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75% of sexual assault survivors have PTSD one month later

It’s normal to feel awful right after a sexual assault, but many will only feel better within three months.

Photo by Lucas Pezeta from Pexels.com

Researchers want sexual assault survivors to know that it’s normal to feel awful right after the assault, but that many will feel better within three months.

In a meta-analysis published in Trauma, Violence & Abuse, researchers found that 81% of sexual assault survivors had significant symptoms of post-traumatic stress (PTSD) one week after the assault. One month afterward – the first point in time that PTSD can be diagnosed – 75% of sexual assault survivors met criteria for the disorder. That figure dropped to 54% after three months and 41% after one year.

“One of the main takeaways is that the majority of recovery from post-traumatic stress happens in first three months,” said lead author Emily Dworkin, assistant professor of psychiatry and behavioral sciences at the University of Washington School of Medicine. “We hope this will give survivors and clinicians a sense of what to expect and convey some hope.”

The authors said this was the first meta-analysis of survivors’ PTSD symptoms in the first year after a sexual assault. Their research underscored prior findings that PTSD is common and severe in the aftermath of sexual assault, and offered more details on the timeline for recovery.

The authors analyzed 22 studies that had assessed PTSD in sexual assault survivors over time, beginning soon after the traumatic event. The studies cumulatively involved 2,106 sexual assault survivors.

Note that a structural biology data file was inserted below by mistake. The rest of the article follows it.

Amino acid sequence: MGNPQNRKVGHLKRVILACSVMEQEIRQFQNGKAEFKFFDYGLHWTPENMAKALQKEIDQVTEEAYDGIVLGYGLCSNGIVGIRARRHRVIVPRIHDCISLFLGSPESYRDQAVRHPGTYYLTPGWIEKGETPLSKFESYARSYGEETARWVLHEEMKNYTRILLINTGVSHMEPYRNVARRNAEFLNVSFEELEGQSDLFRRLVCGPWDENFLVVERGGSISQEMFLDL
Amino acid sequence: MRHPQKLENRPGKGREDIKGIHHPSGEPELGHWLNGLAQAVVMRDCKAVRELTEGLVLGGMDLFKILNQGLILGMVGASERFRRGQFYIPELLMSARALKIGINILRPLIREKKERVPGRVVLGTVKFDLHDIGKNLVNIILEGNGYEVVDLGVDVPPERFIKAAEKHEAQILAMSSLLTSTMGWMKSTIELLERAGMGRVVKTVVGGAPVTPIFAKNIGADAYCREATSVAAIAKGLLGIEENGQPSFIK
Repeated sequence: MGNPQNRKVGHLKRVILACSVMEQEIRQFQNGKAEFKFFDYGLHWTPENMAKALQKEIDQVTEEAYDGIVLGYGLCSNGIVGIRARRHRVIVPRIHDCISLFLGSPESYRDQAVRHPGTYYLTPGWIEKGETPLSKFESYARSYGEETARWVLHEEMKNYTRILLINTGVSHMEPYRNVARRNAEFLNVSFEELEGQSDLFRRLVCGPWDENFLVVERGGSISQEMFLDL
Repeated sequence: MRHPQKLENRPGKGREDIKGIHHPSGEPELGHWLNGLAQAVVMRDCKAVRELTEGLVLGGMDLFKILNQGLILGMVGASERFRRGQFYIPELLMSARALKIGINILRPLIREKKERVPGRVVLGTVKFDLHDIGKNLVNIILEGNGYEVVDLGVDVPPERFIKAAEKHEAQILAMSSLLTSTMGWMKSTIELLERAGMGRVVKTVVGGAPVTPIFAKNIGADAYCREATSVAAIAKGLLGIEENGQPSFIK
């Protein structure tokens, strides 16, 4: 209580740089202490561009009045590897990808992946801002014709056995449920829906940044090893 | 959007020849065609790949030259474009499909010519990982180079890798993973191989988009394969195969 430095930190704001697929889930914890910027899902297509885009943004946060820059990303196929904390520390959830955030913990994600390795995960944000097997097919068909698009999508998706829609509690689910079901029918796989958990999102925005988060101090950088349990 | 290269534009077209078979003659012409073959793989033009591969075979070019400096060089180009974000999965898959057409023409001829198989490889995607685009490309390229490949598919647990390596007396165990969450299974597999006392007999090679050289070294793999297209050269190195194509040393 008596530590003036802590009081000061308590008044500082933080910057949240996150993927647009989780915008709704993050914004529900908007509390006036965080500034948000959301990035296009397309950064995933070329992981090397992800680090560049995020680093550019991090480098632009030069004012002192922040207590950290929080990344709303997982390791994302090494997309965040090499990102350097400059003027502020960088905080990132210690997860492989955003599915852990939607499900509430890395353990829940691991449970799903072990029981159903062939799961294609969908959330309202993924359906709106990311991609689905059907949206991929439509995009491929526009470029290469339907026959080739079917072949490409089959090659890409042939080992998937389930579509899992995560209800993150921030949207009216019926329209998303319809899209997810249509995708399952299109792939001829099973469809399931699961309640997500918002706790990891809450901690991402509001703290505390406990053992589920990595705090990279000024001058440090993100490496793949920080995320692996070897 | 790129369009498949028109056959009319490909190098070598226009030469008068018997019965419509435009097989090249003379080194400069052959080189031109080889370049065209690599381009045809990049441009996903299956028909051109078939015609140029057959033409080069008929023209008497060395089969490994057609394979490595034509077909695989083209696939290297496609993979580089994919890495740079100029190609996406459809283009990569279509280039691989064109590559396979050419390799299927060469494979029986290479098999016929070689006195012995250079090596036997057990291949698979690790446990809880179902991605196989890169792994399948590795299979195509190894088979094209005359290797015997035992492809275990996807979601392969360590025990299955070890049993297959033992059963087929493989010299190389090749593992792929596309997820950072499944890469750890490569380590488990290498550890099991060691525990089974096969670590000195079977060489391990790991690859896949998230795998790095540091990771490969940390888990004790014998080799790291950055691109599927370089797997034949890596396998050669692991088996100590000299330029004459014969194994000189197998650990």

PTSD is characterized by symptoms such as reliving a traumatic event in nightmares, intrusive thoughts, or flashbacks; avoiding being reminded of the event; increases in negative emotions and decreases in positive emotions; self-blame; and feeling “keyed up” or on edge, Dworkin said.

A number of proven interventions, such as Prolonged Exposure Therapy and Cognitive Processing Therapy, help people recover from sexual assault and other traumas. Dworkin said it’s important for people to seek help if PTSD symptoms interfere with their functioning, no matter how much time has passed since the traumatic event.

Co-authors included Bedard-Gilligan, a UW assistant professor of psychiatry and behavioral sciences; Anna Jaffe, director of the Translational Health Risks and Interpersonal Violence Lab at the University of Nebraska, Lincoln; and Skye Fitzpatrick, an assistant professor of psychology at York University and part of the Treating and Understanding Life-threatening Behavior and Post-Traumatic Stress Lab.

This is also a big issue in the LGBTQIA community.

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In 2020, for instance, a study found that LGBTQ service members face an elevated risk of sexual victimization including harassment, assault and stalking while in the military than their non-LGBTQ counterparts.

Yet another 2020 study noted that LGBTQIA people are almost four times more likely than non-LGBTQIA people to experience violent victimization, which includes rape, sexual assault, and aggravated or simple assault. A plausible cause is anti-LGBTQIA prejudice at home, work or school, which would make LGBTQIA people particularly vulnerable to victimization in numerous areas of their everyday life.

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